All-weather friends vital to CAOC mission

  • Published
  • By Senior Airman Amanda Currier
  • U.S. Central Command Air Forces-Forward Public Affairs
It really does all depend on the weather when it comes to planning air operations.

This holds true at the Combined Air Operations Center here, the central hub for air and space operations dealing with operations Iraqi Freedom and Enduring Freedom and in the Horn of Africa region.

The CAOC weather cell staff boosts the effectiveness of air missions in this area of responsibility by offering timely and accurate weather forecasts to operational planners in the center. The planners use the weather information to help them determine the daily air tasking order, or schedule of planned flight missions for the entire AOR.

"We support the planning and execution of the air tasking order," said Maj. Karl Pfeiffer, chief of the CAOC weather cell. "We deliver daily, and sometimes hourly, information to every division in the CAOC."

On an average day, CAOC people control about 250 sorties throughout the region. The weather affects how these air missions are carried out.

Working together, the CAOC weather cell staff continuously monitors and predicts changes that could benefit or compromise the success of these air missions. They then relay relevant weather information to all those who have a hand in preparing air tasking orders.

Inclement weather such as heavy rain, sand storms or fog can create problems that could jeopardize mission success. By informing CAOC operations planners about these conditions, the weather cell helps planners determine how and when to set up air missions. The weather staff helps planners decide what course of action to take should the weather negatively affect an ongoing air mission.

Bad weather and heavy cloud cover can play havoc with the sensors on intelligence, surveillance and reconnaissance platforms. In such cases, operational planners have to decide which platform will work best for the prevailing weather conditions.

"Part of my job is to schedule [RQ-1] Predator flights," said Staff Sgt. Wes Quast, CAOC Predator liaison officer. "The weather cell let's me know if it is safe for my aircraft to fly. We also work with them to make sure we get the best use of the (Predator) asset."

The weather cell works hand in hand with the CAOC Joint Search and Rescue Center. The JSRC is responsible for coordinating the recovery of injured and distressed personnel. The weather staff lets JSRC members know if Mother Nature will pose any problems for their personnel recovery plans and helps the center work around those problems.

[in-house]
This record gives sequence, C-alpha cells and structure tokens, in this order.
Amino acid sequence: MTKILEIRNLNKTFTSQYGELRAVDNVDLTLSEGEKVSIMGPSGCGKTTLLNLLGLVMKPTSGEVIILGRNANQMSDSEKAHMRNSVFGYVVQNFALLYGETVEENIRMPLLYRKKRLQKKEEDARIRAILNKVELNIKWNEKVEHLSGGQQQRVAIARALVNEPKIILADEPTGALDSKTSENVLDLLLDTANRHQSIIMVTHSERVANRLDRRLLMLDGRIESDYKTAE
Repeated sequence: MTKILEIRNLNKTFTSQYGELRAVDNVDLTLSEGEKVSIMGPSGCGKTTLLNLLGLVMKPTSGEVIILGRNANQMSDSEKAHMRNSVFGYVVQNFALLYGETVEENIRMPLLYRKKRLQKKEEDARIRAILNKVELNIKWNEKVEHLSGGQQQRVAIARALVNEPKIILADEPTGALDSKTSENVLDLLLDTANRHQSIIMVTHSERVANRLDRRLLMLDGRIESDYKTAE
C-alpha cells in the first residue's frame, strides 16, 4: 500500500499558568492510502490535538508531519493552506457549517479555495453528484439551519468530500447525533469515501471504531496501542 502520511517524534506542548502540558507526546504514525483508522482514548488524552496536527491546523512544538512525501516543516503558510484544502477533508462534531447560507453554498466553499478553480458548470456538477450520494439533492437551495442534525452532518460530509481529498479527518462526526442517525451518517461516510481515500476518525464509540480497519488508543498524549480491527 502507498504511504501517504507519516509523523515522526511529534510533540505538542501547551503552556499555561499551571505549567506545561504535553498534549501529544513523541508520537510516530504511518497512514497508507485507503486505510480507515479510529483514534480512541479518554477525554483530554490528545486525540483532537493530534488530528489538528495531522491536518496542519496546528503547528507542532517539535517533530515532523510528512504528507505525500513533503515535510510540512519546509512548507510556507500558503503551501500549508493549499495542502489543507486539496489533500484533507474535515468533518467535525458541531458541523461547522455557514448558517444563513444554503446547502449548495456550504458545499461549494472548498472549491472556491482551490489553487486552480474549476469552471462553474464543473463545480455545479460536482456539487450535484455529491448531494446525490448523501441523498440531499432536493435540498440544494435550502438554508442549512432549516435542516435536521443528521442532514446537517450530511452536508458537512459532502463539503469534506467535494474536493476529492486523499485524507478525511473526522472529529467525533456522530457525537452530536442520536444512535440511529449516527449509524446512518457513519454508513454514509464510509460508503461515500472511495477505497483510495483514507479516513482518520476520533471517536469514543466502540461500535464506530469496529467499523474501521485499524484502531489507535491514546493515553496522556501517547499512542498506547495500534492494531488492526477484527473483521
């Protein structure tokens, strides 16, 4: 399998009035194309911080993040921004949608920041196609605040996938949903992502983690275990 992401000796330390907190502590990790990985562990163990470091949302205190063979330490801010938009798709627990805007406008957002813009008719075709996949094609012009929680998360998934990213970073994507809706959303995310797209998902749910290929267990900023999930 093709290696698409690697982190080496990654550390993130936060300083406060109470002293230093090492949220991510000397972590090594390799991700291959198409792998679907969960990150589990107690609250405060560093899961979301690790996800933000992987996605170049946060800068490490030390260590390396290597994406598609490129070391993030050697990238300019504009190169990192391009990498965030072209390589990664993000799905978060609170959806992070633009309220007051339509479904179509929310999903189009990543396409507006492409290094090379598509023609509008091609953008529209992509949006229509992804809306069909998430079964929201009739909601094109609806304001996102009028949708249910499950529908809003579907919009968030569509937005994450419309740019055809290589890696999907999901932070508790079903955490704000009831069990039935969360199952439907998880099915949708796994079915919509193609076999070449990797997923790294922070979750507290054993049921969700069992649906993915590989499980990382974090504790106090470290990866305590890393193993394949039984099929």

"We respond to a number of Joint Search and Rescue Center taskings," Major Pfeiffer said. "In fall 2003, flash-flooding in Afghanistan stranded friendly forces. Our weather team worked closely with the JSRC to find the best route of flight to the site and then provided constant updates on the weather while the mission was in progress."

Ultimately, this team effort led to the rescue of 21 soldiers and the successful medical evacuation of three wounded, the major said.

The weather cell uses Web-based technology from larger centralized weather facilities such as the Central Air Forces Command Weather Flight at Shaw Air Force Base, S.C.; the Air Force Weather Agency at Offutt AFB, Neb.; and the Air Force Combat Climatology Center in Asheville, N.C.

By leveraging the work of weather and computer personnel at Shaw, AFWA, AFCCC and other Department of Defense weather organizations, the center's weather cell is able to support the entire area of responsibility with a relatively small five-person staff.

"We're standing on the shoulders of a lot of great people to make weather support happen at the CAOC," Major Pfeiffer said. "A very rewarding part of this job is seeing mission planning responding to the weather forecast. When our customers have enough confidence in us to make operational decisions based on our outlooks, we know we're doing the right things."